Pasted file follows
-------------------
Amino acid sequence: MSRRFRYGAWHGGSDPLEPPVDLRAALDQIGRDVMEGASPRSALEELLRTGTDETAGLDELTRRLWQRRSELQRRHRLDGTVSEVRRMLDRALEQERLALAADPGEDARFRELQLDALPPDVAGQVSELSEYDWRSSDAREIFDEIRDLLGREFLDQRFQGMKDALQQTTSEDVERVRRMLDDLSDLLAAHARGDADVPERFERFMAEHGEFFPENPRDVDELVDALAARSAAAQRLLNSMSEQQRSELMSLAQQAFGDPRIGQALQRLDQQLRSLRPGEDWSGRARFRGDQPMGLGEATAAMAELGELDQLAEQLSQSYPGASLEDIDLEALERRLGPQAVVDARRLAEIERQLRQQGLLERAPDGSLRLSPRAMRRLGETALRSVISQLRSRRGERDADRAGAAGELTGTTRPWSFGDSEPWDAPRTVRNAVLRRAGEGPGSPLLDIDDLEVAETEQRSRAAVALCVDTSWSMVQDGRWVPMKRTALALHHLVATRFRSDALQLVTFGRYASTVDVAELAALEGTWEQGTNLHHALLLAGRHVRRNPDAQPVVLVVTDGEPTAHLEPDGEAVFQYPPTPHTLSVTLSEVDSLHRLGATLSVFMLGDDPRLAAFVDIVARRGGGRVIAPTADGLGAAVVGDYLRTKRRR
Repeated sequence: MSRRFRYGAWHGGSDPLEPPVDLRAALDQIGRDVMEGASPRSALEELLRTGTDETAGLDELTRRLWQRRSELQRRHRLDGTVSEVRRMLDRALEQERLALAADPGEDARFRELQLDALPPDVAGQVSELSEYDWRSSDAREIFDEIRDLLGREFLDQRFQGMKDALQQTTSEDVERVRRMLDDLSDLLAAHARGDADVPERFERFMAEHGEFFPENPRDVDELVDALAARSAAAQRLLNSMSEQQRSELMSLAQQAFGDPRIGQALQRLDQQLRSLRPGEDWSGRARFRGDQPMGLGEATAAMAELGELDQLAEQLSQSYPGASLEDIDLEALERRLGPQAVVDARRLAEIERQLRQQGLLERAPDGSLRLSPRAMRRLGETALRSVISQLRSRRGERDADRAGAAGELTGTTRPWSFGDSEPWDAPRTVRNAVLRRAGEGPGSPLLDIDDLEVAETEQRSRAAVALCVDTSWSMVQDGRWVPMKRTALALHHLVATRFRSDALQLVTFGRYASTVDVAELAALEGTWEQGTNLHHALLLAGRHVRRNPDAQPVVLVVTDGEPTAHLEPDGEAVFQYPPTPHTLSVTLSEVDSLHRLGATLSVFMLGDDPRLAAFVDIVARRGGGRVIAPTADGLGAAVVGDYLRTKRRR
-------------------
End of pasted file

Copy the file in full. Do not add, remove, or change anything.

Amino acid sequence: MSRRFRYGAWHGGSDPLEPPVDLRAALDQIGRDVMEGASPRSALEELLRTGTDETAGLDELTRRLWQRRSELQRRHRLDGTVSEVRRMLDRALEQERLALAADPGEDARFRELQLDALPPDVAGQVSELSEYDWRSSDAREIFDEIRDLLGREFLDQRFQGMKDALQQTTSEDVERVRRMLDDLSDLLAAHARGDADVPERFERFMAEHGEFFPENPRDVDELVDALAARSAAAQRLLNSMSEQQRSELMSLAQQAFGDPRIGQALQRLDQQLRSLRPGEDWSGRARFRGDQPMGLGEATAAMAELGELDQLAEQLSQSYPGASLEDIDLEALERRLGPQAVVDARRLAEIERQLRQQGLLERAPDGSLRLSPRAMRRLGETALRSVISQLRSRRGERDADRAGAAGELTGTTRPWSFGDSEPWDAPRTVRNAVLRRAGEGPGSPLLDIDDLEVAETEQRSRAAVALCVDTSWSMVQDGRWVPMKRTALALHHLVATRFRSDALQLVTFGRYASTVDVAELAALEGTWEQGTNLHHALLLAGRHVRRNPDAQPVVLVVTDGEPTAHLEPDGEAVFQYPPTPHTLSVTLSEVDSLHRLGATLSVFMLGDDPRLAAFVDIVARRGGGRVIAPTADGLGAAVVGDYLRTKRRR
Repeated sequence: MSRRFRYGAWHGGSDPLEPPVDLRAALDQIGRDVMEGASPRSALEELLRTGTDETAGLDELTRRLWQRRSELQRRHRLDGTVSEVRRMLDRALEQERLALAADPGEDARFRELQLDALPPDVAGQVSELSEYDWRSSDAREIFDEIRDLLGREFLDQRFQGMKDALQQTTSEDVERVRRMLDDLSDLLAAHARGDADVPERFERFMAEHGEFFPENPRDVDELVDALAARSAAAQRLLNSMSEQQRSELMSLAQQAFGDPRIGQALQRLDQQLRSLRPGEDWSGRARFRGDQPMGLGEATAAMAELGELDQLAEQLSQSYPGASLEDIDLEALERRLGPQAVVDARRLAEIERQLRQQGLLERAPDGSLRLSPRAMRRLGETALRSVISQLRSRRGERDADRAGAAGELTGTTRPWSFGDSEPWDAPRTVRNAVLRRAGEGPGSPLLDIDDLEVAETEQRSRAAVALCVDTSWSMVQDGRWVPMKRTALALHHLVATRFRSDALQLVTFGRYASTVDVAELAALEGTWEQGTNLHHALLLAGRHVRRNPDAQPVVLVVTDGEPTAHLEPDGEAVFQYPPTPHTLSVTLSEVDSLHRLGATLSVFMLGDDPRLAAFVDIVARRGGGRVIAPTADGLGAAVVGDYLRTKRRR